Growing up in Cape Elizabeth with three brothers, Joan Benoit Samuelson never felt slighted on the ski slopes or the tennis courts or the vacant lots where they played baseball.

Not until her brothers played organized baseball and she hung out along the fence, tucking her hair under her cap and hoping to be invited to play when teams were short of players during summer vacation.

The invitation never came.

“That’s the only place where I felt I was left out,” she said. “I would have played any position, but I actually loved catcher.”

Soccer wasn’t available to girls in the early ’70s, so Samuelson played field hockey in high school and ran track, mostly sprints.

Rehabilitating a broken leg from skiing was what got her interested in distance running, but field hockey was her sport at Bowdoin, which had only been admitting women for four years when she arrived on campus in the fall of 1975.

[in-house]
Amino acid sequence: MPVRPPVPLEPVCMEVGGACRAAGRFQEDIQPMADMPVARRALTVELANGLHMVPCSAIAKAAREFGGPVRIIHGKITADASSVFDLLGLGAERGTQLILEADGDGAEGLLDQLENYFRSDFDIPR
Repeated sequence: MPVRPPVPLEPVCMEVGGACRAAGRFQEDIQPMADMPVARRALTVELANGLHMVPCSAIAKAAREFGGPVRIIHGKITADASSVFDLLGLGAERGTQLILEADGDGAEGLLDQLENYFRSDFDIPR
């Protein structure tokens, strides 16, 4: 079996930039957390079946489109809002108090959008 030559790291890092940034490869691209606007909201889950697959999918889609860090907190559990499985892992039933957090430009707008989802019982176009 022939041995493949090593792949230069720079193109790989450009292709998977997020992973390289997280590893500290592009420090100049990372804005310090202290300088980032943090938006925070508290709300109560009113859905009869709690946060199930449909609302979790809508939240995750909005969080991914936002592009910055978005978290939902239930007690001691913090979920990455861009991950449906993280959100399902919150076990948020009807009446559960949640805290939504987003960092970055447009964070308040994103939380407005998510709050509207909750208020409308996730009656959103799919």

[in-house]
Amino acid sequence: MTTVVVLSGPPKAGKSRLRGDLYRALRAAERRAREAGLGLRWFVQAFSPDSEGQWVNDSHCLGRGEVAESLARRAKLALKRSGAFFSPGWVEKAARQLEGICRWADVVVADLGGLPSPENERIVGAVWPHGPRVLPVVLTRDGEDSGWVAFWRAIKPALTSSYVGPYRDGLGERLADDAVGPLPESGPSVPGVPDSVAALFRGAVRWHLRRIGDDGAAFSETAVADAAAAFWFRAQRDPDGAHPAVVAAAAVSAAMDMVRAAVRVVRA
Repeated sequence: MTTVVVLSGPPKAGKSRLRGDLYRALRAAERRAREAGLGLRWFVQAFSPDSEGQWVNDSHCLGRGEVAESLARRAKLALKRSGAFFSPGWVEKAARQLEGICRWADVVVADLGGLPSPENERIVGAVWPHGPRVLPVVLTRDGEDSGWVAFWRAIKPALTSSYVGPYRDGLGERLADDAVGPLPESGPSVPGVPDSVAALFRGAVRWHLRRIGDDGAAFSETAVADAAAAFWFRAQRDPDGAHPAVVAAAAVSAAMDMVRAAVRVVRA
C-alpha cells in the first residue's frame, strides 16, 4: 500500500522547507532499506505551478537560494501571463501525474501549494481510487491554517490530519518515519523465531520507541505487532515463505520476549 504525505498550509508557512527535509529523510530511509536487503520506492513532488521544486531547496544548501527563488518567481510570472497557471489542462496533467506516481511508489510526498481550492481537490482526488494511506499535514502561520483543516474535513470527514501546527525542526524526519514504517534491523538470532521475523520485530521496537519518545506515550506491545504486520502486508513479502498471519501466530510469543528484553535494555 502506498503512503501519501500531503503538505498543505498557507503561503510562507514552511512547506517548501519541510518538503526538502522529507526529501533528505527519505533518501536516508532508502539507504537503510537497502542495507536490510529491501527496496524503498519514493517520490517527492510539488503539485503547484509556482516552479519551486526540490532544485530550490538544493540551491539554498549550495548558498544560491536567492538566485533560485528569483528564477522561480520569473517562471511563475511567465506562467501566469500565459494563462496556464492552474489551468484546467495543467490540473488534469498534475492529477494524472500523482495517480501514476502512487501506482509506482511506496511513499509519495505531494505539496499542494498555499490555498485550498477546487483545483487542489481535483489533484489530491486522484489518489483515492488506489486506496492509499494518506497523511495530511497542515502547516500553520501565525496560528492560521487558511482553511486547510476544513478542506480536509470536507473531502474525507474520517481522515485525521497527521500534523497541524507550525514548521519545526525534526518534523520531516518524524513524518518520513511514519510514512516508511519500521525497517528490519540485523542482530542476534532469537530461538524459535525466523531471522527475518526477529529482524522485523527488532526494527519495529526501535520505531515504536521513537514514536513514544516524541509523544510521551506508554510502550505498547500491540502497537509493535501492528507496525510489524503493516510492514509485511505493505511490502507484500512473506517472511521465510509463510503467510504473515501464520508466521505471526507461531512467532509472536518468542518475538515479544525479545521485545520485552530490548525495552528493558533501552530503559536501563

“When I went to Bowdoin, cross-country wasn’t a sport for women,” she said.

On many winter and spring weekends she would train with the Liberty Athletic Club of Cambridge, Mass. Because her results were posted in club rather than college races, she began getting inquiries and scholarship offers from coaches unaware that she was already enrolled at Bowdoin.

“That was a great feeling,” said Samuelson, who eventually accepted an offer from North Carolina State that she viewed as something akin to a junior year abroad rather than transferring.

She also got a taste of being a scholarship athlete at a Division I school.

“My life revolved around athletics at NC State,” she said. “Not so much at Bowdoin.”

Athletes had a special dining hall. Regular students were on their own.


“That changed a few years after I left,” she said.

As did college sports in general, as the effects of Title IX rippled throughout the land. Benoit won three Boston Marathons between 1979 and 1983 before winning the gold medal in the 1984 Los Angeles Summer Olympics — the first Olympics that had a women’s marathon.

“I think it’s still a man’s world in a lot of areas,” Samuelson said. “But women have broken the glass ceiling. They’re finding their ways and their niches in jobs that used to be held by men.”


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